Via The Orlando Sentinel
“Noor Salman is not guilty of helping her husband, Omar Mateen, carry out the mass shooting that claimed 49 lives at Pulse nightclub on June 12, 2016, a jury decided Friday. The 12-member jury delivered its verdict after deliberating for about 12 hours over three days.
Salman was also acquitted of obstruction of justice. Prosecutors accused her of lying to the FBI agents who investigated her husband’s mass murder, which he carried out in support of a foreign terror group, the Islamic State.
Had she been convicted, Salman, 31, would have faced up to life in prison. Prosecutors sought to prove Salman helped Mateen prepare for the attack, joining him as he scouted possible targets and bought guns and ammunition. They also said Salman concocted a cover story to tell Mateen’s mother after he left their Fort Pierce apartment to commit the attacks.”
Sources who followed the trail state that some of the prosecutorial evidence didn’t hold up under scrutiny. and that he police didn’t provide a convincing admission of guilt. It will also be interesting to hear from jurors how they weighed the information that Mateen’s father was an FBI informant.
Speculation is that the prosecution damaged itself badly by withholding that information.
Rest In Peace – Jorge Steven Lopez Mercado
The man charged in the brutal murder of gay Puerto Rican teen Jorge Steven Lopez Mercado, pleaded guilty today and received an immediate sentence. 99 Years in prision. Mercado’s body was found decapitated, dismembered, and partially burned by the side of the road near the Puerto Rican town of Cayey last November.
“Juan José Martínez Matos, who had been scheduled to go on trial for Jorge Steven López Mercado’s death on Monday, May 17, confessed to the crime during a hearing in Caguas on Wednesday, May 12. Martínez told the court he understood the consequences of his actions, and Judge Miriam Camila Jusino immediately sentenced him to 99 years in prison. Primera Hora reported López’s parents, Myriam Mercado and Jorge López, hugged prosecutor Yaritza Carrasquillo after the hearing. Mercado told the newspaper, however, Martínez’s confession was bittersweet for her and her family. ‘We are able to find a bit of peace in this aspect, but it still not going to return Steven,’ she said. ‘But at least there is justice in Puerto Rico.’ Jorge López evoked his faith. ‘I want to send a message to Juan (Casper) and tell him there is hope in Christ,’ said López with tears in his eyes. ‘The lord has forgiveness for him, Irregardless of what has happened. God has a plan for him if he opens his heart to Christ. God will forgive him also”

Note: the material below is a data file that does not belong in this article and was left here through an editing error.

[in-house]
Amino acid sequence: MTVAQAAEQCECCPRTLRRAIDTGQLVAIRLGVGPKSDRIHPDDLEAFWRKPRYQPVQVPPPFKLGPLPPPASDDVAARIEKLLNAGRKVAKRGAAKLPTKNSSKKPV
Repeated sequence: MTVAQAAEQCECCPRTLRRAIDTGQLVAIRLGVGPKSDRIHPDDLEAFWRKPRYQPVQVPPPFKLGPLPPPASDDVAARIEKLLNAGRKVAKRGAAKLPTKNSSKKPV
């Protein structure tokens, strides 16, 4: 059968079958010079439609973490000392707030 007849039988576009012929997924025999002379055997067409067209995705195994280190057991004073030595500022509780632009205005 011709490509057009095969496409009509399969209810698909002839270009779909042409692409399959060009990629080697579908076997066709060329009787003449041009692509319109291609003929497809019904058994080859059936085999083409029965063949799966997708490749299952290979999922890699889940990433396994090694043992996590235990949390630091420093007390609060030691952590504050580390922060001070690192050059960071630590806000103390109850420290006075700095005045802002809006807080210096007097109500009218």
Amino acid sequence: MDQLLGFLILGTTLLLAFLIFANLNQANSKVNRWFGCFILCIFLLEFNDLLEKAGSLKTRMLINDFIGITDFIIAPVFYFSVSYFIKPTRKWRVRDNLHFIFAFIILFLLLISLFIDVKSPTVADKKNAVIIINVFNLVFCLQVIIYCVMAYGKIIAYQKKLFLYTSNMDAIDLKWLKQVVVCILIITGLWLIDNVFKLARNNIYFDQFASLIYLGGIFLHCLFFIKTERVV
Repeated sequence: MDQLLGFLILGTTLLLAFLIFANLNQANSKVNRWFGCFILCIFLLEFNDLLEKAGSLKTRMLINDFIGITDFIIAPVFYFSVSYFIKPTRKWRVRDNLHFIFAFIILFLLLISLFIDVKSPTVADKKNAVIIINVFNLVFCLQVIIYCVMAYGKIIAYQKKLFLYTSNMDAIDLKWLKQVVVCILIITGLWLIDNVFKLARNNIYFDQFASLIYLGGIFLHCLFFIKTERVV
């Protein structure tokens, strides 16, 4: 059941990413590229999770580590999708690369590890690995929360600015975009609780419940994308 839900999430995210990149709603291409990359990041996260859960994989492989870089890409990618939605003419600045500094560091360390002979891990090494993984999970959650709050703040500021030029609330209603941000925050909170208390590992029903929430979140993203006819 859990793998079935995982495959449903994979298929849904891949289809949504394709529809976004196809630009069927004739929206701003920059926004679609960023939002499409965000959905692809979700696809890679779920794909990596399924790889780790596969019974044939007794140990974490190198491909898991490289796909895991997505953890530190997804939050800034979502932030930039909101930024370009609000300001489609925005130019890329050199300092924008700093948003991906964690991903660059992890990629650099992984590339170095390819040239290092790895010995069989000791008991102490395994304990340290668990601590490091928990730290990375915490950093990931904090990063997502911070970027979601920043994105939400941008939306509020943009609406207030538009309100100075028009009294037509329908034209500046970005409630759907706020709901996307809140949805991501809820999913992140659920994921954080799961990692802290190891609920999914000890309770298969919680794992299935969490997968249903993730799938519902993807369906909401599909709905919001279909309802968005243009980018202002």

Justice is served
In an explosive moment at todays Prop 8 Trial a document from the Church of Latter Day Saints to the Proposition 8 campaign was introduced that revealed that contained these instructions:
With respect to Prop. 8 campaign, key talking points will come from campaign, but cautious, strategic, not to take the lead so as to provide plausible deniability or respectable distance so as not to show that church is directly involved.
So in opther words the LDS Church intentionally worked to hide behind the scenes to disguise their involvement in the public realm. The LDS Church is well aware that the general public does not have the most favorable opinion of them. Attention on their involvement could have hurt their cause, namely passing Prop 8.”
Julia Rosen, blogging for the Courage Campaign reports that the attorneys battled over what documents could be revealed as evidence of the coordinated efforts between Prop 8 campaign and Catholic, LDS, and Evangelical churches. Which caused Judge Walker to make the following statement:
“Not to make light of this, but the reason people want to produce documents is that they are revealing.”
Chief Judge Vaughn Walker, has agreed to allow the trial to be recorded, pending the 9th Circuit’s final approval of taping the specific case but rejected a bid by media organizations to televise the proceedings themselves for live broadcast.
Walker rejected the arguments of Proposition 8’s defenders, who opposed any broadcast of the proceedings outside the San Francisco federal building. It was not clear from Walker’s remarks how long the delay would be for the video to be posted on the Internet. Walker also turned down an offer by In Session, formerly known as Court TV, to do professional recording and broadcasting. The judge said, “I think it’s important for the process to be completely under the court’s control.”
The Courage Campaign released a statement following this news:
“The Courage Campaign Institute today called the federal trial ruling allowing a publicly-accessible webcast of the Proposition 8 case ‘halfway to a fair hearing.’ … ‘This precedent-setting ruling is an important first step and it is halfway to a fair hearing,’ said Courage Campaign Institute Chair Rick Jacobs. ‘We now ask the United States Court of Appeals for the 9th Circuit to take the next step toward transparent jurisprudence by allowing a press camera in the courtroom so all Americans can see and hear as a fundamental issue of civil rights is litigated,’ Jacobs said. ‘Overruling this halfway measure would be a travesty for openess and accountability.’ More than 82,000 Americans have already signed a Courage Campaign Institute/CREDO Action letter calling for a publicly accessible trial. Courage and CREDO will present these and newly gathered petitions to the court by the end of the judge’s comment period on Friday.”
You can sign the Courage Campaign’s petition here.